I am deeply confused how someone who is taking decision theory seriously can accept Guaranteed Payoffs as correct. I’m even more confused how it can seem so obvious that anyone violating it has a fatal problem.
Under certainty, this is assuming CDT is correct, when CDT seems to have many problems other than certainty. We can use Vaniver’s examples above, or use a reliable insurance agent to remove any uncertainty, or we also can use any number of classic problems without any uncertainty (or remove it), and see that such an agent loses—e.g. Parfit’s Hitchhiker in the case where he has 100% accuracy.
Exactly. This seems to be a popular model of design, where mostly nothing beyond checking back in periodically will ever be the long term limiting factor if you are playing in any reasonable way. The game that inspired this post does not make this mistake, but it does a similar thing where it offers rewards to everyone over time that dwarf anything a player can otherwise accomplish in their first few weeks—you still have to play to utilize what they give you, but mostly you’re stuck with their gifts until reasonably far in.
Eternal fails the third trade-off by using a Hearthstone economy—your cards can’t be traded. It does a good job with the other two. The most obnoxious thing it has is ‘win one game a day to get a pack’ which is not too bad. Contrast that with e.g. Villiam’s comment above.
In some sense that list is rather exhaustive because it includes “know anything” and “do anything” as goals that are helped, and that pretty much includes everything. But in that sense, the list is not useful. In the sense that the list is useful, it seems woefully incomplete. And it’s tricky to know what level to respond on. Most centrally, this seems like an example of the utilitarian failure mode of reducing the impact of a policy to the measured, proven direct impact of that policy, as a default (while still getting a result that is close to equal to ‘helps with everything, everywhere, that matters at all’).
“Increased ability to think” would be one potential fourth category. If truth is not being told because it’s not in one’s interest to do so, there is strong incentive to destroy one’s own ability to think. If one was looking to essentially accept the error of ‘only point to the measurable/observable directly caused effects.’
Part of me is screaming “do we really need a post explaining why it is good when people say that which is, when they believe that would be relevant or useful, and bad when they fail to do so, or say that which is not?”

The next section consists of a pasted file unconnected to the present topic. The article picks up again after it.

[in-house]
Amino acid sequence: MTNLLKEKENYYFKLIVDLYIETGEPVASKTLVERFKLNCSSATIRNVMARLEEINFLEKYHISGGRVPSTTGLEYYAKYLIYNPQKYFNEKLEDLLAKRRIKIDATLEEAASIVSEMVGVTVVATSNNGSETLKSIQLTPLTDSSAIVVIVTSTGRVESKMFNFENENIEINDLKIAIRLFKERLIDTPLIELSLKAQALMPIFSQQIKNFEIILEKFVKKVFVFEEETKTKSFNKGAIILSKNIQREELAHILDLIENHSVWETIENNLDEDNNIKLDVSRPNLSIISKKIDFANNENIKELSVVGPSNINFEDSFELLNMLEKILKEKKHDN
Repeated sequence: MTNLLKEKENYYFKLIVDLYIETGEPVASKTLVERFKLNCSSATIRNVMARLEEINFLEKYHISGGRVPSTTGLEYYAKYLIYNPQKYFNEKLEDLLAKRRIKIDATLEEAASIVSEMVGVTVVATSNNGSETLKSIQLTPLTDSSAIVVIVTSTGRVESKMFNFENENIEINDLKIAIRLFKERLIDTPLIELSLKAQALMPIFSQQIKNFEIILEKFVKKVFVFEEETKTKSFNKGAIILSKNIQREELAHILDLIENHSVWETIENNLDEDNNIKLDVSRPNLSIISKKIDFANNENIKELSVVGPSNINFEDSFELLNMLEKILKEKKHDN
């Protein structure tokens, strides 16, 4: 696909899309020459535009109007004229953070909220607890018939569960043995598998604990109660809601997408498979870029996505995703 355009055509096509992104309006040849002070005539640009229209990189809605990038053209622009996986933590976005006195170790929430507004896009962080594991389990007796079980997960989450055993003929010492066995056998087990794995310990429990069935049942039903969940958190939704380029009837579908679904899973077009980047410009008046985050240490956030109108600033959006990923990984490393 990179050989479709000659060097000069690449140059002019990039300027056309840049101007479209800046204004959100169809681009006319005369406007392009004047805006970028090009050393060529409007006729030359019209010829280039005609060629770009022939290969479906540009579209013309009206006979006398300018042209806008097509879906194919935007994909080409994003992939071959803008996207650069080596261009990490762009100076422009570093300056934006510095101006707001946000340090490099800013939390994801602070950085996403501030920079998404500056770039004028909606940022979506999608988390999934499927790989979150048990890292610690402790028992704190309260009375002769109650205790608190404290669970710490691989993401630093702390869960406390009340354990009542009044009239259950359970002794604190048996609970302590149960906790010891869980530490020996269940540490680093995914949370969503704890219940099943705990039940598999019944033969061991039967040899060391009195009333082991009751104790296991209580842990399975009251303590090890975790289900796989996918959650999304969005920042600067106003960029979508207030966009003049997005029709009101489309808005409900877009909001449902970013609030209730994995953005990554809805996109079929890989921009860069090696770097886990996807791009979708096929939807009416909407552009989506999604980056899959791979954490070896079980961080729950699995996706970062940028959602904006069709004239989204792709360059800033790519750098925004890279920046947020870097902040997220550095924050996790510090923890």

Curious how that experiment ended and think this type of rule is healthy in general (e.g. rate limiting how often one checks and responds) and I’m doing my best to follow a similar one.
Special note for the LW copy of this post: This is obviously not written with LW in mind at all. If you want to respond in the full spirit of the post you may consider doing so at the original post instead ( https://thezvi.wordpress.com/2019/09/06/who-to-root-for-2019-college-football-edition/ ). If you have LW-style things to say on the topic or related topics, leaving them here would make more sense. I will strive to check back here every so often, but not too often.
At some point I will write a more fundamentals-level guide on sports. This isn’t it, it does not attempt to explain basic football stuff the sport needs you to know and mostly assumes you know. Encouraging that post and similar posts to exist raises the chances they do exist, without lowering (much) the chances of other posts happening.
Finally, I do have more LW-centric stuff in the pipeline. I’ll get there. I just don’t have the focus/time for it right now, whereas this type of thing can be done in a different mode and trades against entertainment time.
My lord, that’s genius. I’m not sure it’s necessary given I would want to dual wield anyway for other reasons, but if not, seems obviously correct.
Mad respect for this position. I do try to be at zero phones on me whenever it makes sense to do so, but alas my life doesn’t really allow this. Also I listen to a lot of podcasts, which I don’t regret at all.
If you have zero battery life issues, and the other stuff never comes up, then probably not worth it. What I noticed was that worrying about running low takes up brain space long before running out becomes an issue, but if it’s taking up zero brain space? Neat.
I’m guessing you use your phone differently. It’s probably healthy.
Right. Remember that interviews are two-sided! They are evaluating you, and you are evaluating them as well. Go in with the attitude that if they have an issue with you being concerned about whether their thing is real, then it’s not a place you want to work, so you want to be open about your doubts and see if they can prove them wrong.
Clarification question: Is this default to B over A meant to apply to the population at large, or for people who are in our orbits?
It seems like your model here actually views A as more likely than B in general but thinks EA/rationality at higher levels constitutes an exception, despite your observation of many cases of A in that place.
My model of politically motivated reasoning is that it usually feels reasonable to the person at the time. So does reasoning that is not so motivated. Noticing that you feel the view is reasonable isn’t even strong evidence that you weren’t doing this, let alone that others aren’t doing it.
This also matches my experience—the times when I have noticed I used politically motivated reasoning, it seemed reasonable to me until this was pointed out.
How do you figure out good policies, or convince others of the need for such policies, without pointing out the problem with current policies? If that is not possible, how does one point them out without being seen as accusing individuals of wrongdoing?